For ages, the Jeep Wrangler has had the serious off-road SUV market in America all to itself, especially when it comes to two-door variants. But competition is coming, and the first on its way is the 2020 Land Rover Defender, which was just revealed at the Frankfurt Motor Show. Each packages retro looks and impressive off-road capability, but does one have an advantage? We decided to take a look into each SUV's specifications and compare them on their engines, drivetrains, interior space and towing among other things, to see how they stack up. Since both SUVs are offered in two-door and four-door versions, we've made sure to feature both versions. You can find all the vital stats in the chart below, followed by more in-depth analysis.
Engines and drivetrains
The Land Rover is the clear high-performance option of these two SUVs. Its base turbocharged 2.0-liter four-cylinder, offered only in the four-door Defender 110, is more powerful than either of the gas engines offered on the Jeep Wrangler. The Wrangler's four-cylinder matches it on torque, at least. The optional turbocharged 3.0-liter inline-six in the Defender makes over 100 more horsepower and pound-feet of torque than either Jeep gas engine. But if you're looking for diesel propulsion, along with its associated torque and fuel economy, the Wrangler will be your only option. Final specs haven't been released, but in the Ram 1500, the same engine makes 260 horsepower and 480 pound-feet of torque. Fuel economy hasn't been announced for the Land Rover or the diesel Wrangler. But if fuel economy is a concern, the four-cylinder Wrangler is the most frugal of the SUVs we have numbers on.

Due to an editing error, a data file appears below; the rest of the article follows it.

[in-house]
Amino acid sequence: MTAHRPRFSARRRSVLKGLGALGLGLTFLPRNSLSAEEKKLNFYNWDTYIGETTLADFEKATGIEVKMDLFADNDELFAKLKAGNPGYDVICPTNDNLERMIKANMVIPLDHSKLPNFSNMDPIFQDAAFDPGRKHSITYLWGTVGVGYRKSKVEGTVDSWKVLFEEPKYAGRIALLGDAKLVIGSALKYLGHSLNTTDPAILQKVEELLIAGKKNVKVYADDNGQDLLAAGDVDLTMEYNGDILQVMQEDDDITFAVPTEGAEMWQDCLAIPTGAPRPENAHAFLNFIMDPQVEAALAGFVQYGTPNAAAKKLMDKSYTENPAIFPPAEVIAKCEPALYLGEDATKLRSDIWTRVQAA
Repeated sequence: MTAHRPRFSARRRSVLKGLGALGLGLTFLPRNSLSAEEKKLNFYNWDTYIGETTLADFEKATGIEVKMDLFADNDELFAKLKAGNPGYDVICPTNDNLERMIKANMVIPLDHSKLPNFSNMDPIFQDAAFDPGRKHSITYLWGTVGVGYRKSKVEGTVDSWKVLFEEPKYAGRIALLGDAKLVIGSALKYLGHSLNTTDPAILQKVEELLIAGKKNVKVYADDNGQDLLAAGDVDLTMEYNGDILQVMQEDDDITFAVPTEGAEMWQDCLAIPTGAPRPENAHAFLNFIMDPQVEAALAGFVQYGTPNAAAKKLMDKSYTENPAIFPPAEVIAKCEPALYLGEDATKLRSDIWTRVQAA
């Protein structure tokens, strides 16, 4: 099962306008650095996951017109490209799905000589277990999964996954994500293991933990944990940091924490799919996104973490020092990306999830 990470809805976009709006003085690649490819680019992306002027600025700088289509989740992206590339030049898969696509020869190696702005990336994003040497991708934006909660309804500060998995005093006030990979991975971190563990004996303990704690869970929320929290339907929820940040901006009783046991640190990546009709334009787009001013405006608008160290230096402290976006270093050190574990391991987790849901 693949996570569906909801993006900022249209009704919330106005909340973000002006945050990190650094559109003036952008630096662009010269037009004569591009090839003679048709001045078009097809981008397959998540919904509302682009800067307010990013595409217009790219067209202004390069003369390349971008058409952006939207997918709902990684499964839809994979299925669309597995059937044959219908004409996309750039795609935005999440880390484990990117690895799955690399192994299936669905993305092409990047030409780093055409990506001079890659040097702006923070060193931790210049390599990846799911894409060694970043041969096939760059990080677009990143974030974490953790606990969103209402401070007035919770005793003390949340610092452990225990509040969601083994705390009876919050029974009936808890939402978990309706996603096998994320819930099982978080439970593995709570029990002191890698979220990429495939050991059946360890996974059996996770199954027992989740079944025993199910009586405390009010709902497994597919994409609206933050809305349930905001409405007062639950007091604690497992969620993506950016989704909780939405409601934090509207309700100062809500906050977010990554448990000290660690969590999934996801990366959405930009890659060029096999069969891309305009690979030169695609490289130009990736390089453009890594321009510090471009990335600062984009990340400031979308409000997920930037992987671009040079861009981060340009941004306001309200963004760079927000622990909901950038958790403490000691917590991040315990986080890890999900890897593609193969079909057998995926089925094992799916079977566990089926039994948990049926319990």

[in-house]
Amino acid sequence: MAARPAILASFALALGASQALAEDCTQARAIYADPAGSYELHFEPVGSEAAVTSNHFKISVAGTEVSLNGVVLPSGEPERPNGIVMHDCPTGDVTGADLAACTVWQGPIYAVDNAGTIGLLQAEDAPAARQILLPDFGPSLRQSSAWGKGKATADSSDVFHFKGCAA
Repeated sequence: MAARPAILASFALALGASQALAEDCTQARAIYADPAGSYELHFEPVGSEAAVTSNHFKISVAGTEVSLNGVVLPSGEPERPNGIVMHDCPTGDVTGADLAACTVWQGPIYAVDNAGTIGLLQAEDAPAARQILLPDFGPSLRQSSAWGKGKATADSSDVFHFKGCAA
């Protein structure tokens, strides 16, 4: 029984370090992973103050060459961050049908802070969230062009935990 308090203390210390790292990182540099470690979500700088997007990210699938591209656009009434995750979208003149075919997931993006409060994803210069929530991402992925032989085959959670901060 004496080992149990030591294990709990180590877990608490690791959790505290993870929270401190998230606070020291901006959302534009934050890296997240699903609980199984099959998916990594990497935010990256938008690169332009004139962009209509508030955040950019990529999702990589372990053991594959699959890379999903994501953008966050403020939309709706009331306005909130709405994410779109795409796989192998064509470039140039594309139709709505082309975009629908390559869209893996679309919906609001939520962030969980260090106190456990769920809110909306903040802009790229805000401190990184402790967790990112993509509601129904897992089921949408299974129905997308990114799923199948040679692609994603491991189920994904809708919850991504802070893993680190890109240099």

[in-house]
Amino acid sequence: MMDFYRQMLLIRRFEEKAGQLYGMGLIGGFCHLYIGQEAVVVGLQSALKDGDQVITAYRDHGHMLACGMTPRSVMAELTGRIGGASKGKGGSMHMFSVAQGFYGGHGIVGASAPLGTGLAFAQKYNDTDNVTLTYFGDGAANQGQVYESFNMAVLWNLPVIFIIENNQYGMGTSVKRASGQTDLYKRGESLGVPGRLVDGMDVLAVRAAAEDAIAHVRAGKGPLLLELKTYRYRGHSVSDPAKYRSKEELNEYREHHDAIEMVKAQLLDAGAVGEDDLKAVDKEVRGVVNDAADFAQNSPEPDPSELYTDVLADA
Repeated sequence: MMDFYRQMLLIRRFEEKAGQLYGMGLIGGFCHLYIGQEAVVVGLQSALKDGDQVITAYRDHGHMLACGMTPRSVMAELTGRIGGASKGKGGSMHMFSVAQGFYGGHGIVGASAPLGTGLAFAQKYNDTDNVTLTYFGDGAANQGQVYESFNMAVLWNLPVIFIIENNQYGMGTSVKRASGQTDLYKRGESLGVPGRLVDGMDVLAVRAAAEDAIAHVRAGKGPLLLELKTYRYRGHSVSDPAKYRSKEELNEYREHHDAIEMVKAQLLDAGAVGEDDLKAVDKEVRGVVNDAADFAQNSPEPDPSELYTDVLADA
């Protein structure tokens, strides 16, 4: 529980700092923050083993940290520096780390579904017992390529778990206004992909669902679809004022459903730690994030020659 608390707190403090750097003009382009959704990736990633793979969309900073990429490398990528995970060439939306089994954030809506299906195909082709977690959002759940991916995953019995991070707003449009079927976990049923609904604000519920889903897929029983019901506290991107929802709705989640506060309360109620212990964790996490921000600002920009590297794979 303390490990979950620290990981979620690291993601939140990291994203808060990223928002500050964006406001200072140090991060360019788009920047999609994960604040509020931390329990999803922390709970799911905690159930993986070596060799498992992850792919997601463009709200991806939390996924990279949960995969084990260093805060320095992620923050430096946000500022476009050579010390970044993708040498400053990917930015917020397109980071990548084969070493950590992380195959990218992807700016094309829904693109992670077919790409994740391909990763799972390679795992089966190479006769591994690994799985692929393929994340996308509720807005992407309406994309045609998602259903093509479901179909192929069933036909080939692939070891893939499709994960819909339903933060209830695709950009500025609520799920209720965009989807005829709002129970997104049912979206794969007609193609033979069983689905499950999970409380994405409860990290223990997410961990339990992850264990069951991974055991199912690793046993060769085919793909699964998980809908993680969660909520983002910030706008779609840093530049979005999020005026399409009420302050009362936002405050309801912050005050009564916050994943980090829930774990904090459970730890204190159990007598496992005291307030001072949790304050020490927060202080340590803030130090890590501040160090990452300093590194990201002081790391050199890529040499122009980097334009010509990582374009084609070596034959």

As for transmissions, the Wrangler is your only choice if you have to have a manual. It's available on both the two-door and four-door models, but only with the V6 engine. If you don't mind an automatic transmission, both SUVs come with variations on the ZF eight-speed auto.
Getting the power to the wheels is another area where these two SUVs diverge. The Jeep is very traditional with a standard selectable four-wheel-drive system with two-wheel drive, and low- and high-range four-wheel drive modes. On the Sahara, there's an available full-time four-wheel drive mode, but the other modes are still available. On the Land Rover, you get full-time four-wheel drive, the same kind used on the Land Rover Range Rover. Traditional off-road enthusiasts will probably prefer the Wrangler's selectable system, but those looking for simple, seamless four-wheel traction will likely prefer the Defender's full-time system.
Suspension and off-road capability
Here, the Wrangler and Defender go in different directions yet again. The Wrangler relies on very traditional solid front and rear axles for its suspension setup. This allows for lots of axle articulation that helps make sure all four tires are on the ground and moving the SUV forward. To help with this, the Rubicon version offers disconnecting sway bars for further axle articulation as well as front and rear electronic differential lockers to keep power going to all four wheels.